Special memories is their business
The first week of business was a bittersweet experience for one of the founders of a tombstone-manufacturing company as he had to design one for his own father.
Themba Makamo and his business partner, Oscar Dlamini, have gone on to manufacture more than 1000 tombstones through their company, Manyano Memorials, which was established in January 2016.
The company owns a factory in Elspark, in Ekurhuleni, and has showrooms in Soweto, Tembisa, Tsakane and Duduza.
Makamo said the unimaginable happened during their first week of operating when his father died.
“My dad became the first person whose tombstone we made. It was a bittersweet time for me,” he said.
Makamo said his father’s tombstone, which was intricately designed to reflect his personality as a loving father, inspired them to continue to help people preserve memories of their loved ones.
“That moment showed me that whatever we wanted to do with our company would have a big impact in people’s lives,” he said.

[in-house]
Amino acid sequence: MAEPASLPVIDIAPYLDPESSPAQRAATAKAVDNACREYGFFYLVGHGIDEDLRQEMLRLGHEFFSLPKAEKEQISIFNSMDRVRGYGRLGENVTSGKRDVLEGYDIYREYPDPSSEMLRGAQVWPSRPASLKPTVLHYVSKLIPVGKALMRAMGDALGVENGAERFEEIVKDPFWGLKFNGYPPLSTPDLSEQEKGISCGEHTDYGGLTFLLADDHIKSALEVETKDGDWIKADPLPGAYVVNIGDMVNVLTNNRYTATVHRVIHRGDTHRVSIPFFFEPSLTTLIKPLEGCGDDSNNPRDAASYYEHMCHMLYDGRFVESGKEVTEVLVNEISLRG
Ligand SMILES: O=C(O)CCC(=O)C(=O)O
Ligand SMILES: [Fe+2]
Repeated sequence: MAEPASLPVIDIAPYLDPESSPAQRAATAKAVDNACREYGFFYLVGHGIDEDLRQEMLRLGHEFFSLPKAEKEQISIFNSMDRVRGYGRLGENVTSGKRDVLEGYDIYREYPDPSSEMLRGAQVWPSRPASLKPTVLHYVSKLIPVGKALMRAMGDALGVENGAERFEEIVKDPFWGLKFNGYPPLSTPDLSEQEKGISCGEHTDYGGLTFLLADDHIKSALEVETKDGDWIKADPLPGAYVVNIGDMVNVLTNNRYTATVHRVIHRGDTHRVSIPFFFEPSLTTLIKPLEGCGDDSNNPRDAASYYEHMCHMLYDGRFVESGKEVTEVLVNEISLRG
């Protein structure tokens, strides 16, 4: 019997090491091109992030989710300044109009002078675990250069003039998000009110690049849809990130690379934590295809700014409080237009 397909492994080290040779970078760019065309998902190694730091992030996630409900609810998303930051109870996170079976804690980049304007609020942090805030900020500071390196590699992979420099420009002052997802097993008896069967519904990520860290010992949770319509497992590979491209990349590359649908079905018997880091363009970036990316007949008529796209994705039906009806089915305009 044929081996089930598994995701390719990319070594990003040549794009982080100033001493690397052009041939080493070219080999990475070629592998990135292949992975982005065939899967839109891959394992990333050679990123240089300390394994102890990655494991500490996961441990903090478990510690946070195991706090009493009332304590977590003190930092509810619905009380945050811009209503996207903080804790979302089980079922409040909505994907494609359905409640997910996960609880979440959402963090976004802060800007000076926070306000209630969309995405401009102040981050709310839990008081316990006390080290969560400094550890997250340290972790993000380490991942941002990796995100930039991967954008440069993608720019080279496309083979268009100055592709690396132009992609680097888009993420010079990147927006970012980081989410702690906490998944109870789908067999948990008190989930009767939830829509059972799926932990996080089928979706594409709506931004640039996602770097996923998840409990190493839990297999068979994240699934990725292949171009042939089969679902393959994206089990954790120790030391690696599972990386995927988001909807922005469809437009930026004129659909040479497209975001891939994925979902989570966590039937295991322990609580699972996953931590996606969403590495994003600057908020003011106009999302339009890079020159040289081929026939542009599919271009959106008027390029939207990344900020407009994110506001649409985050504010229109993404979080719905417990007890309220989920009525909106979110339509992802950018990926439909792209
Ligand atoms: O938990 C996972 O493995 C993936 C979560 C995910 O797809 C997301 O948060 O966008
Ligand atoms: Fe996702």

The tombstones, which cost between R3000 and R500000, are characterised by their special design elements and engraved art.
Makamo started out as a magazine journalist and later started his own public relations company, through which he first encountered the tombstone industry.
“One of my clients was a tombstone company. I started developing a passion for the business,” he said.
He met Dlamini, who was already an established artist working for various tombstone companies. He had worked on tombstones for famous South Africans such as Vuyo Mbuli and Jacob “Baby Jake” Matlala.
The company has also created memorabilia for prominent figures, including a judge, a DJ and the latest project is a special tombstone for legendary photographer Sam Nzima.
Makamo said Nzima’s tombstone was shaped like a camera with a picture of Nzima holding his iconic June 16 image of Hector Pieterson engraved on the lens. “This image became the focus of his life and career,” he said.
Makamo said by using a strong design element, they wanted to change people’s perceptions about tombstones.
“Many people think tombstones are about death but we wanted them to see that they are about celebrating a person’s life,” Makamo said.
He said the industry was becoming more competitive, with manufacturers looking to come up with the most striking designs, which was also creating jobs for artists. Their company hires 25 people, including three artists.
Makamo said they planned to expand by developing an insurance scheme to help people get the kinds of tombstones they want for their relatives.
He said they also wanted to open branches in other provinces.